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For decades, cardiovascular disease (CVD) has been the number one killer of women — resulting in one in three deaths in women each year. As a cardiologist, I’ve cheered the progress that has been made in developing new, innovative treatments for heart disease; over the years, there have been many! But as a woman, I’ve been increasingly dismayed by the awareness and treatment gaps that still persist — with many, including women, still assuming that CVD is an “old man’s” condition and as a result, women with heart disease just not faring as well as men with the same conditions.

Dr. Payal Kohli, MD, FACC, General and Preventive Cardiologist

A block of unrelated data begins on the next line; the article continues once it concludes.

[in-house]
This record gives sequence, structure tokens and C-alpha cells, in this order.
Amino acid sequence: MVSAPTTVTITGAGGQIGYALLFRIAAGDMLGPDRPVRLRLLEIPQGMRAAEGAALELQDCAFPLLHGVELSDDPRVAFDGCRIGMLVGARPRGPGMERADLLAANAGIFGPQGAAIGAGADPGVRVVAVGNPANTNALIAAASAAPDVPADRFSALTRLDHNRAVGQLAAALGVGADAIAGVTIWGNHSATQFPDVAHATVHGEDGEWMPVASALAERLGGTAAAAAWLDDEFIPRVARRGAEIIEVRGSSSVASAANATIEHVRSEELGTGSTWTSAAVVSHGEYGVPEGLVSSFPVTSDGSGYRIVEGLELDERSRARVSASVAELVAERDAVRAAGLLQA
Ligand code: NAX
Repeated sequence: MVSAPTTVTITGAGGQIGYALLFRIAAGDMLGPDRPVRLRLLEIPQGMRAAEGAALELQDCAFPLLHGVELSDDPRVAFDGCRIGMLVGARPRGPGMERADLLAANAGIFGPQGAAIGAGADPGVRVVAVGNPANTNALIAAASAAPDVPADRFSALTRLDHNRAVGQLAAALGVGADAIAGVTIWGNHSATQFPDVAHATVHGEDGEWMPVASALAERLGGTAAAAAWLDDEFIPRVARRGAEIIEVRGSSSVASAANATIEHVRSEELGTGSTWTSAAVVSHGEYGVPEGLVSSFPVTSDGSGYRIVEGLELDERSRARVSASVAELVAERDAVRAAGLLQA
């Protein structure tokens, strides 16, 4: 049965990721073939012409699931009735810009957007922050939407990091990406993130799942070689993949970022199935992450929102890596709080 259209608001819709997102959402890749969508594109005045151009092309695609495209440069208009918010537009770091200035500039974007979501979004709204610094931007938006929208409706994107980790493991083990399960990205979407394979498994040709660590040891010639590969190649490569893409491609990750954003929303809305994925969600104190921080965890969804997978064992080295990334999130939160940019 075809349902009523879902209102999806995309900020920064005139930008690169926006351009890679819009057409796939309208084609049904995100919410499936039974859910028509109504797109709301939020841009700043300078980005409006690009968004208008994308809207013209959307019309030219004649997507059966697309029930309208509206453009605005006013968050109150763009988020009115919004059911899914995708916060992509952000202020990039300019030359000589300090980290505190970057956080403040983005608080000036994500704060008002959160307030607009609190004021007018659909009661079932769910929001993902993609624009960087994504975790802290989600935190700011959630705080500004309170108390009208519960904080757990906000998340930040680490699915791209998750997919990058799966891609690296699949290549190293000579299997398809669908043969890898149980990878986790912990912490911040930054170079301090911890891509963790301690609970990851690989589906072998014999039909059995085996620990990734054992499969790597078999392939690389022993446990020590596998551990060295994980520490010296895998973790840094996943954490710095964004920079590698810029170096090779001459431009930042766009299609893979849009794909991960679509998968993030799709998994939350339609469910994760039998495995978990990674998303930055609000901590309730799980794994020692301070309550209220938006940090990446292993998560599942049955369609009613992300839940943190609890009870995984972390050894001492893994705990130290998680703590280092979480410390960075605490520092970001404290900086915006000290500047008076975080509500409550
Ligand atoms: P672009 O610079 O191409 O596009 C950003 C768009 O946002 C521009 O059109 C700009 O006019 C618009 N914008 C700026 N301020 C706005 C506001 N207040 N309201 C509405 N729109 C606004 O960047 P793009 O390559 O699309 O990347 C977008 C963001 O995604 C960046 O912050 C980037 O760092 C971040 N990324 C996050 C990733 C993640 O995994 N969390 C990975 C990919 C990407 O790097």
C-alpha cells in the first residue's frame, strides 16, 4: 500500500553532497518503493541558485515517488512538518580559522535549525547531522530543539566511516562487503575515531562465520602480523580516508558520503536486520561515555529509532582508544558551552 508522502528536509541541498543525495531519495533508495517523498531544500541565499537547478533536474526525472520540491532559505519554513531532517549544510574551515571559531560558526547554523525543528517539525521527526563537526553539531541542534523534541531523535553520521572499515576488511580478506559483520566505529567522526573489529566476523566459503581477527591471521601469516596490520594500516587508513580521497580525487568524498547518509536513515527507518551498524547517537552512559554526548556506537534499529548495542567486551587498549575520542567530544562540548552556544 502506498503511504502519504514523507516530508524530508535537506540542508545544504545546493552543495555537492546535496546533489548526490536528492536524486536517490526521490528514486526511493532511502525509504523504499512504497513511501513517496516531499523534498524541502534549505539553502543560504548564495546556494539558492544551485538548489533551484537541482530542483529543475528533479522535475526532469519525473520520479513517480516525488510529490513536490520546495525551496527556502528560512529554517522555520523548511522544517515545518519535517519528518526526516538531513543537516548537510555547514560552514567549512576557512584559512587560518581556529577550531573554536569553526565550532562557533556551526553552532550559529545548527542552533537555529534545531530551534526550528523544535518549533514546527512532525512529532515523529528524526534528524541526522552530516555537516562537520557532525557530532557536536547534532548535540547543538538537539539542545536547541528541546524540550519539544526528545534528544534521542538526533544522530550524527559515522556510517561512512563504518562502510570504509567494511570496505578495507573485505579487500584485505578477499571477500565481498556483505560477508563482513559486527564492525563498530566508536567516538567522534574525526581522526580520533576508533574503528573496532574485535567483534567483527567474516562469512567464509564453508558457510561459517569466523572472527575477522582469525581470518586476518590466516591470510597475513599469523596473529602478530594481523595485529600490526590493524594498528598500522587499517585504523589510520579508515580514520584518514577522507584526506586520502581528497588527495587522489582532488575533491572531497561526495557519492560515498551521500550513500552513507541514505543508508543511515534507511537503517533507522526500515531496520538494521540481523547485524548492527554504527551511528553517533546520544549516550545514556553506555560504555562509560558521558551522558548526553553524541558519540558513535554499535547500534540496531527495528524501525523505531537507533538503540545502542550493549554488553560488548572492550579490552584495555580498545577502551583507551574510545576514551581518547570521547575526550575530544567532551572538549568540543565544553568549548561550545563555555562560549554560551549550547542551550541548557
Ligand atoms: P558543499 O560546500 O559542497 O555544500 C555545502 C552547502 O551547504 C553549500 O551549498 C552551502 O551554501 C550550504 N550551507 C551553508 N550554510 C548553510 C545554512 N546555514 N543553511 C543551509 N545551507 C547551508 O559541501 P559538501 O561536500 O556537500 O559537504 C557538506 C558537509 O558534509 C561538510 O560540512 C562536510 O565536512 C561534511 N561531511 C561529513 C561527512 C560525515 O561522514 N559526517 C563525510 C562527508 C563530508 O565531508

Simply put, we have done a better job educating the community about CVD risk in men than we have about CVD risk in women. While noticeable improvements have been made over the past few decades, less than half (44%) of women recognize that heart disease is their leading cause of death, according to data from the American Heart Association (AHA). The fact is, without increased awareness and action around this issue, we are failing our mothers and daughters, siblings and spouses — inadvertently underutilizing the tools they need to prevent heart disease and protect their health. In fact, with aggressive risk factor management including exercise, dietary and lifestyle approaches as well as appropriate medical management of comorbid conditions, the Centers for Disease Control and Prevention (CDC) estimates approximately 80% of heart attacks can be prevented. Accordingly, this American Heart Month, I wanted to take a few moments to implore you all to “wake up”, learn more about this disconnect and what we all can do about it — for ourselves, our family members and all the women in our lives.